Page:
Nuclear Magnetic Resonance (NMR) spectroscopy is a crucial technique for extracting useful chemical information. The applications of NMR are vast from elucidating the structure of a newly synthesized compound to reaction monitoring to verification studies in manufacturing QA/QC laboratories. Since the introduction of the first commercial available spectrometer in 1953, NMR spectroscopy has developed very rapidly and continues to evolve. The most recent evolution of NMR has been the resurgence of low field (<100 MHz) NMR spectrometers due to advances in magnetic materials, improvements in radio frequency electronics and innovative hardware design. The technological advances that have brought about the resurgence of low field NMR also provide data with surprisingly good chemical shift resolution.
What is an example of where benchtop NMR spectroscopy can help tackle issues in your laboratory? Answer – the quick quantification of ethylene oxide (EO) content in polyols. First, what are polyols? The word “polyol” refers to chemical compounds containing multiple hydroxyl groups. Polyols are based on alkene oxides, generally ethylene oxide (EO) and propylene oxide (PO); polyols are used as the starting materials for the production of polyurethanes (PU). The EO content of polyols dictates the characteristics of the final polyurethane products. A few examples of consumer products that contain polyols are rain boots, liquid nails, and bowling balls.
Due to the importance of understanding the composition of polyols, numerous analytical techniques have been used to elucidate the structures of polyols including gas chromatography (GC), near infrared (NIR) and NMR. NMR spectroscopy is an inherently quantitative technique, and due to the abundance of protons in the repeating structures of polyols, combined with the dispersion of signals, proton NMR spectroscopy is ideally suited for rapid characterization of EO content.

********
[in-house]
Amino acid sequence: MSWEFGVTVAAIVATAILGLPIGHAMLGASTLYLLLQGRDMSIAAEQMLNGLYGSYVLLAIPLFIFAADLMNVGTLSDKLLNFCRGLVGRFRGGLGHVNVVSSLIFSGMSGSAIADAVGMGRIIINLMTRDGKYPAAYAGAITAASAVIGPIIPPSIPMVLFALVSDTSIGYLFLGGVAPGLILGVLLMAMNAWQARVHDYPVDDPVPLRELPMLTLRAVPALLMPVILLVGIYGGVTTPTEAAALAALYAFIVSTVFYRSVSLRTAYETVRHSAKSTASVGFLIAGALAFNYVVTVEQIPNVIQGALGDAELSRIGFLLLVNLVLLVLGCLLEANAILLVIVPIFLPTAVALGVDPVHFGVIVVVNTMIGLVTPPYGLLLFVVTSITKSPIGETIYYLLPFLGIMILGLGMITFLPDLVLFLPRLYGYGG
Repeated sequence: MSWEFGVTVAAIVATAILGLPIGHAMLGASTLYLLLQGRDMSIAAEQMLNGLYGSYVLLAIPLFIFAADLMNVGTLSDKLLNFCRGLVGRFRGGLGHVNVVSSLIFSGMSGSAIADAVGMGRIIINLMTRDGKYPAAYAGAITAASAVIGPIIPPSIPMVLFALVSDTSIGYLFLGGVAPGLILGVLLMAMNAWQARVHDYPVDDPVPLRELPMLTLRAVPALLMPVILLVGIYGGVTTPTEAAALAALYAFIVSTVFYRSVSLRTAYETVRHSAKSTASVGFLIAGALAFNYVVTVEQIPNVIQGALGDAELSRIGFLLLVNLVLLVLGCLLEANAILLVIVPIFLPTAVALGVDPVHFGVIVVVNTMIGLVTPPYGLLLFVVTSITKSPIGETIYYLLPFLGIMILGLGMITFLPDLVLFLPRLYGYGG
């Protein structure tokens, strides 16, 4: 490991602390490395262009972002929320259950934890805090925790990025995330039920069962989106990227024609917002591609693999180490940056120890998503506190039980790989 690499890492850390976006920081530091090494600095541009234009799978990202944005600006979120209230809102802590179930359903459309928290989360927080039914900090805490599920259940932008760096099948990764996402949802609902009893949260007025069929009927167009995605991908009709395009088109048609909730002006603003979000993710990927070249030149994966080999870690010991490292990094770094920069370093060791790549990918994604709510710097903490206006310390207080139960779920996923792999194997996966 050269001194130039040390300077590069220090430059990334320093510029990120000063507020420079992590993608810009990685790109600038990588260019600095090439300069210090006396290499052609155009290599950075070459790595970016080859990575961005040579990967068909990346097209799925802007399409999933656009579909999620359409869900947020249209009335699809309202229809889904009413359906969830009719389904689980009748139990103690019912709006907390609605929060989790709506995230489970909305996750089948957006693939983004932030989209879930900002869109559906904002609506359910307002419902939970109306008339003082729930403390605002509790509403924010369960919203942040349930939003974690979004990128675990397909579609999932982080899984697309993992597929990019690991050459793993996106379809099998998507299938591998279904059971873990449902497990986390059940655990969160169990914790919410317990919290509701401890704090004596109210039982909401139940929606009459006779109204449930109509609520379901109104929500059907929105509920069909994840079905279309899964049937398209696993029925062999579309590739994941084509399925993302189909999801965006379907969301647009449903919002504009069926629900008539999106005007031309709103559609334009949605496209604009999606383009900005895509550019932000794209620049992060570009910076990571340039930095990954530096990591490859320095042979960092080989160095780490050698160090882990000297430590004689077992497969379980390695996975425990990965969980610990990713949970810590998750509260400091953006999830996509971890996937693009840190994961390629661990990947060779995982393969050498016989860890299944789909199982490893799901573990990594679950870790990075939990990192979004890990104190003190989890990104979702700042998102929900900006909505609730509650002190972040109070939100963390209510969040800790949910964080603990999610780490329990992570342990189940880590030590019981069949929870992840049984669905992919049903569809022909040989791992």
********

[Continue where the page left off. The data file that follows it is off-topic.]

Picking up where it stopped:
In addition, one of the recognized advantages of benchtop NMR spectrometers, including when one needs to determine EO content in polyols, is the simplicity of operation. The simplicity of operation facilitates the implementation of benchtop NMR spectrometers in laboratories outside the core high field NMR facility. Adopting benchtop NMR instrumentation decreases demand on high field instrumentation without compromising results thus improving efficiency.
Determining the weight percent EO in a polyol is a standard application for a NMR spectrometer. This particular standard NMR application does not necessitate the sensitivity nor chemical shift dispersion achieved using high field NMR instrumentation. The weight percent of EO in a polyol can be determined at low field using the ASTM standard test method (D4875). The proton NMR spectra of polyols exhibit two regions of peaks corresponding to the methyl protons of PO (δ 0.6-1.6 ppm) and methylene and methine protons of EO and PO (δ 2.8-4.0 ppm).
The EO content is calculated using the relative integration values of the PO methyl peaks and the EO and PO the methylene and methine peaks. This is a very simple calculation that provides crucial information about the nature of polyol sample.
We’ll be at the Small Molecule NMR Conference (SMASH) Sept. 20-23, 2015 in Baveno, Italy, if you would like to discuss in person the capabilities of Benchtop NMR… or you can ask your question in the comment field below.